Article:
As a matter of fact we decided in this study to investigate the interaction between the word lexical frequency and the repetition of stimuli on N170 component. Indeed the repetition can be used in experimental paradigm in order to "artificially" modulate the lexical frequency of words. One may argue that the N170 elicited by massively repeated words may represent a different processing that the ones elicited by words presented in "standard" conditions. But if we consider that the N170 is usually associated to orthographic encoding – at least for its early part – (i.e. letter recognition), what kind of processing favors repetition? The more coherent interpretation would be that under word repetition effect, discrimination between stimuli would be operated on visual rather than orthographic basis. In this case, such a processing may be assimilated to a logographic stage  in which words are not recognized as a string of letters but rather as a whole visual pattern (see also, ), applying holistic processes as in face perception. The MEG study of Tarkiainen and colleagues evidenced that even though the hemispheric balance was different around 150 ms for face and letter-string, the activated areas within the inferior occipito-temporal cortex were very close to each other .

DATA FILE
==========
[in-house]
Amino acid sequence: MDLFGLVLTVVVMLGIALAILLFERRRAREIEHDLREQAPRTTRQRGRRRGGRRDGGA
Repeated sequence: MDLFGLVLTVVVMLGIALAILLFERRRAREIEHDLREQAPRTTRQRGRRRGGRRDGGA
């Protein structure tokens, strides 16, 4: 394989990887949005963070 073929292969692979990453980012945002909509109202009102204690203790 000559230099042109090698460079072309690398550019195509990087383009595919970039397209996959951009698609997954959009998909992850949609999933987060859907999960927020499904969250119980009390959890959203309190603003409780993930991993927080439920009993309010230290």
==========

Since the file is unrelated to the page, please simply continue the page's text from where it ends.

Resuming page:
In fact, the understanding of whether the visual word recognition is assumed only on the basis of letters or with other pertinent sources such as global visual pattern, is an important and recurrent question concerning alphabetic languages . To test the effects of word perceptual familiarity and therefore indirectly the hypothesis of a logographic processing in adults, most paradigms created subtle but significant perceptive deformations of the stimuli in order to estimate their impact on the visual word recognition. As a matter of fact, the modification of the word's visual shape is supposed to disrupt the logographic processing. Numerous perceptual transformations have been used, such as contrast manipulation  or cAsE MixIng [25, 27–30]. But these experiments produced heterogeneous behavioral results that are difficult to interpret. According to a fMRI study of Polk and Farah , no significant difference in activation was obtained comparing pure-case and alternating-case words in the left VWFA. This result suggests that the response of this area and therefore probably the N170 amplitude would not be modulated by perceptual familiarity. In this case, it appears difficult to explain the N170 word frequency effect evidenced in some studies.